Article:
Home affairs minister Malusi Gigaba’s bad week got even worse yesterday after public protector Busisiwe Mkhwebane released a report stating that he had violated the country’s constitution and the executive ethics code.
Mkhwebane recommended that President Cyril Ramaphosa take appropriate disciplinary action against him.
The finding comes in the wake of a sex tape going public and Gigaba being labelled in parliament as a liar. Mkhwebane’s report came after DA MP John Steenhuisen lodged a complaint with the public protector in February, in which he attached a judgment delivered by the high court in Pretoria in 2017. In the judgment‚ in the matter between Fireblade Aviation and Gigaba, judge Neil Tuchten held, among other things, that “… there is no escaping of the conclusion that … the minister has deliberately told untruths under oath”. Steenhuisen‚ in his complaint‚ said Gigaba not only lied under oath but also acted in breach of his constitutional duties. Mkhwebane yesterday said: “Following my investigation‚ I sent minister Gigaba a notice on October 8 2018 to afford him an opportunity to respond to the provisional findings. I gave him 10 days from the date of the notice within which to respond.” She said Gigaba failed to respond and the final report was compiled accordingly. Mkhwebane said she was not investigating issues that had been before the court‚ but her focus was on whether or not
the minister’s conduct as found by the court consistent with the relevant provisions of the executive ethics code. Mkhwebane said that, as a member of the executive‚ telling an untruth under oath and before a court of law was a direct violation of the constitution and the executive ethics code.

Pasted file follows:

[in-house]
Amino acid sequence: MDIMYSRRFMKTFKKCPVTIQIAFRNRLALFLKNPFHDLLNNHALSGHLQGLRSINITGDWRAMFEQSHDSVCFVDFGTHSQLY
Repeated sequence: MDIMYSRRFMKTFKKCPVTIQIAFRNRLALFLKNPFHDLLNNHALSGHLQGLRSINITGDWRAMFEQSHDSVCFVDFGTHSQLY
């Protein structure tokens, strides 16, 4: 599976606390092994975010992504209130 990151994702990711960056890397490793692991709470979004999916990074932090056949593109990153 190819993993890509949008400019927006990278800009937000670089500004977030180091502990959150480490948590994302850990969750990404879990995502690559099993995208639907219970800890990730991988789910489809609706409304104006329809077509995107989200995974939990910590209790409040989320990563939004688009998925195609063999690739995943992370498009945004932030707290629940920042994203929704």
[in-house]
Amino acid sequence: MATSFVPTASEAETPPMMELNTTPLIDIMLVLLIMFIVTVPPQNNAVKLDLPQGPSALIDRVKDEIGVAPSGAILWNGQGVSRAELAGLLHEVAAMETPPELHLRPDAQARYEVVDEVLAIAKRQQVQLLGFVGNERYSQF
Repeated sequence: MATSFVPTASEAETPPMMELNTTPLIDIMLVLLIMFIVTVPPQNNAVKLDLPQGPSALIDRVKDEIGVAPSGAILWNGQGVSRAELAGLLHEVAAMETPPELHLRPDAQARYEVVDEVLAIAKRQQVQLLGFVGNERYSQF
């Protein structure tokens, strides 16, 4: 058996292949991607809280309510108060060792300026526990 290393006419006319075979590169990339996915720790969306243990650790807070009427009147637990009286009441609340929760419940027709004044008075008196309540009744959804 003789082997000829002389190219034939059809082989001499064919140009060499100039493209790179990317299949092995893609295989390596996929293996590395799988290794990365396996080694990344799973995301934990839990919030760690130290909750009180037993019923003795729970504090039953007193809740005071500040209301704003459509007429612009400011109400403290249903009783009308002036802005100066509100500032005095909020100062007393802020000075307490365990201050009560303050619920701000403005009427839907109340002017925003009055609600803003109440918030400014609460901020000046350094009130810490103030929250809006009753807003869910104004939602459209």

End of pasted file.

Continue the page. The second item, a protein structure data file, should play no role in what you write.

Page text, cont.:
In her remedial action‚ the public protector said Ramaphosa must advise her what action was to be taken within 20 days. But, yesterday the minister’s office said he had just received the report and was studying it. “He will advise on the next course of action in due course.” Gigaba’s week started on a bad note on Sunday after a video showing his private parts was posted on social media. He claimed his phone had been hacked and the material was meant for his wife. But Sowetan established that he apparently spoke out publicly because those who had the video were demanding R5m, or they would make it public.
Then, to compound his woes, on Tuesday both Nicky and Jonathan Oppenheimer of Fireblade Aviation appeared before parliament, where they denied that a private terminal at OR Tambo International Airport was operated exclusively for the family.
“Since inception, including domestic and international operations, we have had some 13 884 movements, the vast majority of those have been domestic movements and the family itself has been responsible for 5% of those movements, so by no means an exclusive use for the family,” said Jonathan.
He said he met with Gigaba in January 2016 in Pretoria and the minister’s final approval for the customs and immigration service to be provided at the terminal was granted.
“Following this meeting, home affairs failed to act on the approval granted by the minister.”
This led to the legal challenge which saw a high court ruling in favour of Fireblade Aviation and even accusing Gigaba of lying under oath for saying he did not grant approval. Gigaba’s appeal was also dismissed. It is understood he now intends approaching the Constitutional Court.